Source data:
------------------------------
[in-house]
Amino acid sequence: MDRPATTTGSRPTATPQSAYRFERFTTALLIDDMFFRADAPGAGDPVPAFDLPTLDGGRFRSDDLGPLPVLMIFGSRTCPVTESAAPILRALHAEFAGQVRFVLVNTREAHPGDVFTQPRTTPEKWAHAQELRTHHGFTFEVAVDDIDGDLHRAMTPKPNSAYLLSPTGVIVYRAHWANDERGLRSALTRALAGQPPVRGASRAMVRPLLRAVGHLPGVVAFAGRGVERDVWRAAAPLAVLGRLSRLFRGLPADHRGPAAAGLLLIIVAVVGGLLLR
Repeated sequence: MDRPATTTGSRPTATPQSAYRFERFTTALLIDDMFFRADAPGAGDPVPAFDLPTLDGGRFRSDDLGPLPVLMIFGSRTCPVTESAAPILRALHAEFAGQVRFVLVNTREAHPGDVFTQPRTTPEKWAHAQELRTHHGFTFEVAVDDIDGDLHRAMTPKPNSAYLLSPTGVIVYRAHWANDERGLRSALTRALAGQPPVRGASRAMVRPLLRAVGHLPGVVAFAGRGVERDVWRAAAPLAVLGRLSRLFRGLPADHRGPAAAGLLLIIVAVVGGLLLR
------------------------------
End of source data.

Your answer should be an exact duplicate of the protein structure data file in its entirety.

[in-house]
Amino acid sequence: MDRPATTTGSRPTATPQSAYRFERFTTALLIDDMFFRADAPGAGDPVPAFDLPTLDGGRFRSDDLGPLPVLMIFGSRTCPVTESAAPILRALHAEFAGQVRFVLVNTREAHPGDVFTQPRTTPEKWAHAQELRTHHGFTFEVAVDDIDGDLHRAMTPKPNSAYLLSPTGVIVYRAHWANDERGLRSALTRALAGQPPVRGASRAMVRPLLRAVGHLPGVVAFAGRGVERDVWRAAAPLAVLGRLSRLFRGLPADHRGPAAAGLLLIIVAVVGGLLLR
Repeated sequence: MDRPATTTGSRPTATPQSAYRFERFTTALLIDDMFFRADAPGAGDPVPAFDLPTLDGGRFRSDDLGPLPVLMIFGSRTCPVTESAAPILRALHAEFAGQVRFVLVNTREAHPGDVFTQPRTTPEKWAHAQELRTHHGFTFEVAVDDIDGDLHRAMTPKPNSAYLLSPTGVIVYRAHWANDERGLRSALTRALAGQPPVRGASRAMVRPLLRAVGHLPGVVAFAGRGVERDVWRAAAPLAVLGRLSRLFRGLPADHRGPAAAGLLLIIVAVVGGLLLR